There's something about a Dell laptop.
Nothing flashy. It's not about the bells and whistles. It's more about a reliability factor - the knowledge that when you turn it on, it'll work and work exactly like it's supposed to.
So what more does including the latest 10th generation chip from Intel bring to the table?...
The first thing that struck me about the Dell XPS 13 is its weight, or lack of it. I've been using Dells at work for decades now and while they've always served me well, I've never really thought of them as dainty little slivers.
While the XPS 13 may not be at the very forefront of stylish or innovative design, its certainly attractive enough, available in both white and silver. It's definitely compact, thanks mostly to its extremely slim 13.3-inch FHD InfinityEdge display - unlike many other laptops in this price range, the bezels on the XPS 13 really are very narrow, especially at the top and sides so there's no unnecessary lid space at all.
The base of the device tapers away dramatically, also adding to the impression of a very slim laptop indeed.
Despite all this skinnyness, there's nothing flimsy about the XPS 13 - quite the opposite. The hinge mechanism is solid as a rock and there's a business-as-usual feel here, typical of most Dell devices.
That feel follows through to the keyboard and touchpad setup - both solid, with excellent tactile response. I've found the keyboard to be surprisingly well spaced out given the compact form factor of the laptop itself.
The power button, situated at the top-right corner of the keyboard, doubles as a fingerprint sensor. This works really well... as a fingerprint sensor, not so much as a power button. I've been using the XPS 13 for a couple of weeks now and I still can't tell when I've pushed it and when I haven't. Not by feel, anyway. Luckily, the keyboard is backlit when you switch it on, so that usually prevents me from accidentally turning it off again.
Previous iterations of the XPS 13 copped a bit of flack for positioning the webcam below the screen - never a flattering angle, that's just basic cinematography 101. Dell has fixed that here; the webcam is now tiny enough to fit back on the narrow top bezel - and it's actually pretty decent quality too.
I really like the sound from the side mounted speakers. Dell claims they've created "the ultimate personal theatre experience" with Dell Cinema. I don't know if that's quite the case, although I've got no complaints with my streaming experience at all. That edge-to-edge display is bright, sharp and colourful and the Killer Wireless networking adapter certainly seems to keep my streams stable and of consistently high quality. Strangely, occasionally the WiFi fails to reconnect when waking the XPS 13 after closing the lid, an issue I've only been able to rectify with a restart. Given this has only happened to me three times and the laptop reboots very quickly, it's hardly an inconvenience and it'll probably be sorted with a driver update down the track.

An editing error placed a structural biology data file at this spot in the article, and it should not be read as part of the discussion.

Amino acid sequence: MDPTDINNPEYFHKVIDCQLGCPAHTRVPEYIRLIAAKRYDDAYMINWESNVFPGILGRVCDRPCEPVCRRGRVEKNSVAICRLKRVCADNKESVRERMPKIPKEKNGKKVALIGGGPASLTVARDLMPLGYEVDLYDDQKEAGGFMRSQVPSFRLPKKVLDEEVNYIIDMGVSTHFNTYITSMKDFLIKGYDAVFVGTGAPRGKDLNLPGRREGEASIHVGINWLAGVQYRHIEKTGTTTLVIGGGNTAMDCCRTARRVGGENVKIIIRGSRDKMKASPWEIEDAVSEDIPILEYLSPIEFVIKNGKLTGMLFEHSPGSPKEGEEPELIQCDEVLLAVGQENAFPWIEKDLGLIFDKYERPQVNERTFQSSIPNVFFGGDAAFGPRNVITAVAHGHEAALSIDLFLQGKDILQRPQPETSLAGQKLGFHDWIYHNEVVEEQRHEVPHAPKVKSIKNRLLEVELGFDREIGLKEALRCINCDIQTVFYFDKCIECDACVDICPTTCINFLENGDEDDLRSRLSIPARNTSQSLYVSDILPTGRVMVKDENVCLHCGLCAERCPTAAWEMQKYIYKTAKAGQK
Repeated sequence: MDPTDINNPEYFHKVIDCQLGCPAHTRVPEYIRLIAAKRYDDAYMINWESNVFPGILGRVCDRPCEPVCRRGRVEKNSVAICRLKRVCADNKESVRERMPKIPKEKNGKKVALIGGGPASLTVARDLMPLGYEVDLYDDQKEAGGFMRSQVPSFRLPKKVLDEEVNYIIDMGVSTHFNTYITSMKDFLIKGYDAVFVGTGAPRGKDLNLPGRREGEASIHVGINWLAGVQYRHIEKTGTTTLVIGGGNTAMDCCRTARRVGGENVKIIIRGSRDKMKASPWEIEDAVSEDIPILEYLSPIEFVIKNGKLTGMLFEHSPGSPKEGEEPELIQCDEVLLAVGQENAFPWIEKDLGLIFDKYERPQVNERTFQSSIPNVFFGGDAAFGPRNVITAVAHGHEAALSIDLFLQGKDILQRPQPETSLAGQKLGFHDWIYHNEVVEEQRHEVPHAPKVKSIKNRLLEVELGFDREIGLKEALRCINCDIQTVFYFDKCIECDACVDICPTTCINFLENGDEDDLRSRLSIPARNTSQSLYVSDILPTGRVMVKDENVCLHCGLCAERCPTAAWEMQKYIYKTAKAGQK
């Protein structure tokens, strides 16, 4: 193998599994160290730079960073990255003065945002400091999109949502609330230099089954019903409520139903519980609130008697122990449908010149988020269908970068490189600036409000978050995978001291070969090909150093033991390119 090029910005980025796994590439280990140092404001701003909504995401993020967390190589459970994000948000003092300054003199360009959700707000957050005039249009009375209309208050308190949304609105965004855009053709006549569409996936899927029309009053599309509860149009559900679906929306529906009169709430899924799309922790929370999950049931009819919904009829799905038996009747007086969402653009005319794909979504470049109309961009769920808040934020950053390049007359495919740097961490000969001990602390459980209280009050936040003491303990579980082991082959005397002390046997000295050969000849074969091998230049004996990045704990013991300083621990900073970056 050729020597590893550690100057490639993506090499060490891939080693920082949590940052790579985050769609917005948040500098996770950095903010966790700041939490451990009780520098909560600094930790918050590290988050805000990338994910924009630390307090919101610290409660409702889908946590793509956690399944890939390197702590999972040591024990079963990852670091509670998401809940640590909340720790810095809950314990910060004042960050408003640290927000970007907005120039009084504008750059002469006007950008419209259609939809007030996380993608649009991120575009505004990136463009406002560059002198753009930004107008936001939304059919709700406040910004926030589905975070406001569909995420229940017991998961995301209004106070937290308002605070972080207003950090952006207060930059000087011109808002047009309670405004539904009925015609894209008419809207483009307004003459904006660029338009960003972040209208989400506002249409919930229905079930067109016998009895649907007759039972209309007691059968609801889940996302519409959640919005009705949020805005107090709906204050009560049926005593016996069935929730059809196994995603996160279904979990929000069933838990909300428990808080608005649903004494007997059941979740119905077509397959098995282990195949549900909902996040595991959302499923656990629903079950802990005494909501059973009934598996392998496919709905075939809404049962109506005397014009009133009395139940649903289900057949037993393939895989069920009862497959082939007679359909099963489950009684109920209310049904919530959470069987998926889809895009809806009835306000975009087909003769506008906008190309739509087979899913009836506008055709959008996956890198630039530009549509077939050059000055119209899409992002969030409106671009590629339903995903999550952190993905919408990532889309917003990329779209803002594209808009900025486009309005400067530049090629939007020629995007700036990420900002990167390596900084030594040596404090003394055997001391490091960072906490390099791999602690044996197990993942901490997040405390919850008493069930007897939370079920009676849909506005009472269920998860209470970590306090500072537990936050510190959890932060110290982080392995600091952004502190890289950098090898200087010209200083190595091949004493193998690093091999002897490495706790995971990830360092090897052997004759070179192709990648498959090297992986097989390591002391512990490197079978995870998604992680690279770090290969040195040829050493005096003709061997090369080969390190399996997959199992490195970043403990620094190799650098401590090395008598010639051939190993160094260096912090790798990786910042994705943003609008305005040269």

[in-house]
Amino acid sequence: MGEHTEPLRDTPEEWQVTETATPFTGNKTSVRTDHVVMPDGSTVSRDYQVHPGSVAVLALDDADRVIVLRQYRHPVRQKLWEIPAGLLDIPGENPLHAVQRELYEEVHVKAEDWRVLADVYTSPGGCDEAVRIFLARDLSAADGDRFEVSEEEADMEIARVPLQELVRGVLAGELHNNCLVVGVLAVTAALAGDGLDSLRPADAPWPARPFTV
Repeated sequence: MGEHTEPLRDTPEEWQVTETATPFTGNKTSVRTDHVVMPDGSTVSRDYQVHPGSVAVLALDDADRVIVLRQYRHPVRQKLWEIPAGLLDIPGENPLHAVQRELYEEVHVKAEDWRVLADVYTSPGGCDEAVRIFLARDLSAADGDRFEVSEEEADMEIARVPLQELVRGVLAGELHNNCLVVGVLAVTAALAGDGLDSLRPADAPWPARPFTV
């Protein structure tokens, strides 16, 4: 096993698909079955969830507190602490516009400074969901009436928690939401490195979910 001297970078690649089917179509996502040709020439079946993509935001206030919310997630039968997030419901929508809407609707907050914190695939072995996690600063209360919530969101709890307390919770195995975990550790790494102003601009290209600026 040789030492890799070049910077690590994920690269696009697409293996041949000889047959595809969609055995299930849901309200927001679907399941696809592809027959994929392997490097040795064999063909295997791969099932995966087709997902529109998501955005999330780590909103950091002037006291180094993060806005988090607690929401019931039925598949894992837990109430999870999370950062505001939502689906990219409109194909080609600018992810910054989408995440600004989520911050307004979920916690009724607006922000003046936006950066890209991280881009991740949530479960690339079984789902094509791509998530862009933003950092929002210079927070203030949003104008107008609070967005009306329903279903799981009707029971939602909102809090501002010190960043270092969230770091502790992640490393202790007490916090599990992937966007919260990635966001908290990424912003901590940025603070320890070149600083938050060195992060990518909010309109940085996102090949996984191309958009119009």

Which seems like a good time to discuss the brain in this box, the new 10th gen "Ice Lake" processor from Intel. The configuration of the XPS 13 I've been using sports the i5 chip and so far it hasn't missed a beat. To be fair, I haven't been trying to top the table on PUBG or Overwatch, but nobody's trying to sell this device as a gaming computer. However, I have been running apps like Aodobe Audition, the audio editor I use to record, edit and produce podcasts and the XPS 13 powers through.
One major spinoff with the Ice Lake generation of processors is power consumption - or lack of it. This contributes mightily to genuinely decent battery life - more than enough power to last through a full day at school or work. It's a new era for Windows PC's; finally we no longer have to worry about where to plug in when we're on the road. As part of that new era, when you do charge, you'll be connecting via convenient USB-C and there's a really long cord provided with the charger. I know that sounds simple but it makes a difference.
Perhaps the biggest benefit of the new Intel chips is the level of future-proofing they offer. WiFi 6 will be popping up in many routers this year and Ice Lake is ready for it. The 10th gen i5 also supports the latest Thunderbolt 3 USB and display ports and yes, you'll find those on the XPS 13 too.
Basically, if you like having the latest, better get yourself a Dell XPS 13 or you'll be suffering a terrible case of FOMO when you use someone else's laptop with a 10th gen Intel built in.